The NHS will begin vaccinating patients against coronavirus at dozens of hospital hubs from this week at the start of the biggest immunisation programme in history.
People aged 80 and over as well as care home workers will be first to receive the jab, along with NHS workers who are at higher risk.
NHS staff are working through the weekend to prepare for the launch of the programme with the first vaccinations happening from Tuesday.
There are 50 hubs in the first wave – including the William Harvey Hospital in Ashford – and more hospitals will start vaccinating over the coming weeks and months as the programme expands.
Patients aged 80 and above who are already attending hospital as an outpatient, and those who are being discharged home after a hospital stay, will be among the first to receive the life-saving jab.
Hospitals will also begin inviting over 80s in for a jab and work with care home providers to book their staff in to vaccination clinics.
Any appointments not used for these groups will be used for healthcare workers who are at highest risk of serious illness from covid. All those vaccinated will need a booster jab 21 days later.
GPs and other primary care staff are also being put on standby to start delivering the jab. A small number of GP-led primary care networks will begin doing so during the following week (week beginning 14 December) with more practices in more parts of the country joining in on a phased basis during December and in the coming months.
Vaccination centres treating large numbers of patients in sporting venues and conference centres will subsequently stand up when further supplies of vaccine come on stream.
Professor Stephen Powis, NHS national medical director, said: “Despite the huge complexities, hospitals will kickstart the first phase of the largest scale vaccination campaign in our country’s history from Tuesday. The first tranche of vaccine deliveries will be landing at hospitals by Monday in readiness.
“The NHS has a strong record of delivering large scale vaccination programmes – from the flu jab, HPV vaccine and lifesaving MMR jabs – hardworking staff will once again rise to the challenge to protect the most vulnerable people from this awful disease.”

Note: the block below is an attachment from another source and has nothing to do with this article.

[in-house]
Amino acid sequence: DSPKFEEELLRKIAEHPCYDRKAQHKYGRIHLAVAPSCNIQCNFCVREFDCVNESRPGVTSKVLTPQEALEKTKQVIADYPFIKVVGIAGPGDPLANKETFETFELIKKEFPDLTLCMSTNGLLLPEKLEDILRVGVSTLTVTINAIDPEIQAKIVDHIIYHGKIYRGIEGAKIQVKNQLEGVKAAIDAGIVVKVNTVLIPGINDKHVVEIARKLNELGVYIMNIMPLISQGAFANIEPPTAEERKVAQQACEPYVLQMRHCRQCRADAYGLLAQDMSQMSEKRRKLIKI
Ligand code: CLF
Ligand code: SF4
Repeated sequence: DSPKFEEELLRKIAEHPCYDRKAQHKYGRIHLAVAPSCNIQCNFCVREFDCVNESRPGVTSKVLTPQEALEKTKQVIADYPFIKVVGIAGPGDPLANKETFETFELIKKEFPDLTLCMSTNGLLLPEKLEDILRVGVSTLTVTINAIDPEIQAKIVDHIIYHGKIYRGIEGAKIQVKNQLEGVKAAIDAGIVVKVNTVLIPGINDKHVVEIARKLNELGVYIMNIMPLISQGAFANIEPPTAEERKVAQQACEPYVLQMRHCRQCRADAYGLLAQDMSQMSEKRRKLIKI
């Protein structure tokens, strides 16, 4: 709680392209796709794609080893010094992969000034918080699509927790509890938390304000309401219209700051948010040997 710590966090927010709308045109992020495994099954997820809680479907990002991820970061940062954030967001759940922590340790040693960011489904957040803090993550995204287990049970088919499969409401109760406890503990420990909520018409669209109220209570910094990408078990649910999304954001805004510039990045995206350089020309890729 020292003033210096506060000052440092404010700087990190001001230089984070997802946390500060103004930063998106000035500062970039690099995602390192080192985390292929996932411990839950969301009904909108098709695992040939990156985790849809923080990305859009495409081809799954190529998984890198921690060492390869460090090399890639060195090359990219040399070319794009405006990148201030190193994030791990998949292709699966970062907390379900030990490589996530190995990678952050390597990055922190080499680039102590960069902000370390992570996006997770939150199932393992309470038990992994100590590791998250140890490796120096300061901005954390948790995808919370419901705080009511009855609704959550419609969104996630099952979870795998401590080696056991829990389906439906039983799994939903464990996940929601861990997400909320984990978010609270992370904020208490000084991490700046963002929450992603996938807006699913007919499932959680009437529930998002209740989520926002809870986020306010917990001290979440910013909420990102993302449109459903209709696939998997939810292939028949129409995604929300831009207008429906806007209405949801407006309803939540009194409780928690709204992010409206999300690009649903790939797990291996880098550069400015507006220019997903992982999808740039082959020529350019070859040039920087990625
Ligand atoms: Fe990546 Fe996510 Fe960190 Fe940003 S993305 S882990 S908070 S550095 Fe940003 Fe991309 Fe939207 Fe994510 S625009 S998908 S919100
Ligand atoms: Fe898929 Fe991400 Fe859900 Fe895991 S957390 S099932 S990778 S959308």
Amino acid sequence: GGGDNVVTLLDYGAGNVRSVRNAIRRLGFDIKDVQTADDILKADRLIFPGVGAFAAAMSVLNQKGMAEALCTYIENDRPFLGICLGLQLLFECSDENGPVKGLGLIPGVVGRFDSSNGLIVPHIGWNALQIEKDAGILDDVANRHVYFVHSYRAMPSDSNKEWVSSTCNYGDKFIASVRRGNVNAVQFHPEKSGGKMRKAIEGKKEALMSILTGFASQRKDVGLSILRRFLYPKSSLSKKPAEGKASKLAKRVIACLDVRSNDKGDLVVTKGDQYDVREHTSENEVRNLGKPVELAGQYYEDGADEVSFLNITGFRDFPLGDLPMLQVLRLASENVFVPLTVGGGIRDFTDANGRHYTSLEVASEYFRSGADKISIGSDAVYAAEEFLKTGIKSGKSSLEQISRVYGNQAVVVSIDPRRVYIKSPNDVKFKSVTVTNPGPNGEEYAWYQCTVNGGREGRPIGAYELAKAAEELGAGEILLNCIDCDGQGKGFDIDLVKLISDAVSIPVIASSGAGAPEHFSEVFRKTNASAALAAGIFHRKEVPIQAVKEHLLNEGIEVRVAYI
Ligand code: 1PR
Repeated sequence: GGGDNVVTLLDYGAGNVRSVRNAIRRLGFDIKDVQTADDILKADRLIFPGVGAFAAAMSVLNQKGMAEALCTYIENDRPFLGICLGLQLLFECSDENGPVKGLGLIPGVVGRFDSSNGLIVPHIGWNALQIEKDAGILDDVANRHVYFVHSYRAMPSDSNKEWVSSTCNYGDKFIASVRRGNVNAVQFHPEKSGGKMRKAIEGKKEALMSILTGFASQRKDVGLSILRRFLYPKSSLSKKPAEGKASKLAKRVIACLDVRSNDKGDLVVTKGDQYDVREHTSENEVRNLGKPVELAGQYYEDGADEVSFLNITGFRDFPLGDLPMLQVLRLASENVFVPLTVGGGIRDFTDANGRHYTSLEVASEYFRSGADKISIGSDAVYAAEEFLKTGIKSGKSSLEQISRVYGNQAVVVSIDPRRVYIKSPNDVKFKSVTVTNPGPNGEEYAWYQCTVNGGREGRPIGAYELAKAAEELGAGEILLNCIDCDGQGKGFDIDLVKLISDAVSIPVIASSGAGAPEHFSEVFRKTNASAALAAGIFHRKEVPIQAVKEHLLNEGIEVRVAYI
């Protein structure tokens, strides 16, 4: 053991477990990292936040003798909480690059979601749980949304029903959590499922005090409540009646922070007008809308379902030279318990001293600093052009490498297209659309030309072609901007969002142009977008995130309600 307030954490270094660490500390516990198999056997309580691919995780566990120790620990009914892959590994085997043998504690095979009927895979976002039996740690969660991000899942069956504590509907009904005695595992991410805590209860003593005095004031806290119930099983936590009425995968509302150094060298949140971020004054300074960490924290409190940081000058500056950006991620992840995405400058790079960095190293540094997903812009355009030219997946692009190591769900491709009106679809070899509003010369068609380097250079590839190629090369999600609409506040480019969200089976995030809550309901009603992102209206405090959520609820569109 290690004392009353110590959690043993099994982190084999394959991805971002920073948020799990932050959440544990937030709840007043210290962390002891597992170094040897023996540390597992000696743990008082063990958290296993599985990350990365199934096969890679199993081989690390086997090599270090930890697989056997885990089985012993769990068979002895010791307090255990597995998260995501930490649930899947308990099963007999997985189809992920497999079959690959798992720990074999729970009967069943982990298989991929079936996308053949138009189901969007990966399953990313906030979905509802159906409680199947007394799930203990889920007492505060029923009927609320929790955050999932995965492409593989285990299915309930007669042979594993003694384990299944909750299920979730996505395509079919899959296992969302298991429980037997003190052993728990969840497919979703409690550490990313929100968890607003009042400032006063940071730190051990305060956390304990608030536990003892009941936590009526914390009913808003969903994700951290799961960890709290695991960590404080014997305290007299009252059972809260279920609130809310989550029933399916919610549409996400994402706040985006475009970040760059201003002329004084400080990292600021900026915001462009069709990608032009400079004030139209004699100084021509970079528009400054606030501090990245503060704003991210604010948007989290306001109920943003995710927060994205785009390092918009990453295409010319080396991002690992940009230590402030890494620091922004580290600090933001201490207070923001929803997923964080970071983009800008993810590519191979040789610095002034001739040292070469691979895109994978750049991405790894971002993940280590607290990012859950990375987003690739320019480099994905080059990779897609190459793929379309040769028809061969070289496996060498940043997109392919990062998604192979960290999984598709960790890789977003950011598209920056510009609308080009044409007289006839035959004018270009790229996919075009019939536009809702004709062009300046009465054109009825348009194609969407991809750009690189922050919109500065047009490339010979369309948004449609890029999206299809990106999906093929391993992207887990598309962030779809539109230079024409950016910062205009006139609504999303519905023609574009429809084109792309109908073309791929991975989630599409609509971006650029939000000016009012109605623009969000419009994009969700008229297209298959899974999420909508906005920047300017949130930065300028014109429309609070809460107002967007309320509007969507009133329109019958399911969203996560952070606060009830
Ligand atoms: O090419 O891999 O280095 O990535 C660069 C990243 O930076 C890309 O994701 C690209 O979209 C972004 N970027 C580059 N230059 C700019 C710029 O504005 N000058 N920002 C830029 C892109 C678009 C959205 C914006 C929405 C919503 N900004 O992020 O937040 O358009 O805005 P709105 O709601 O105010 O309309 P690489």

The vaccine is typically delivered by an injection in the shoulder but there is a complex and difficult logistical challenge to deliver from the manufacturers Pfizer to patients.
It needs to be stored at -70C before being thawed out and can only be moved four times within that cold chain before being used.
NHS staff have been working over the weekend to prepare the sites and accept deliveries.
Health Secretary Matt Hancock said: “This coming week will be an historic moment as we begin vaccination against COVID-19.
“We are prioritising the most vulnerable first and over-80s, care home staff and NHS colleagues will all be among the first to receive the vaccines.
“We are doing everything we can to make sure we can overcome significant challenges to vaccinate care home residents as soon as possible too.
“I urge everybody to play their part to suppress this virus and follow the local restrictions to protect the NHS while they carry out this crucial work.”
Susan Acott, Chief Executive of East Kent Hospitals said: “We are proud to be one of the first hospitals to begin vaccinating against Covid-19. Our staff are working extremely hard to get ready for this historic moment and we are privileged to be able play a part.
“We will be in touch directly with eligible patients and only those contacted directly should attend the hospital for a vaccination.”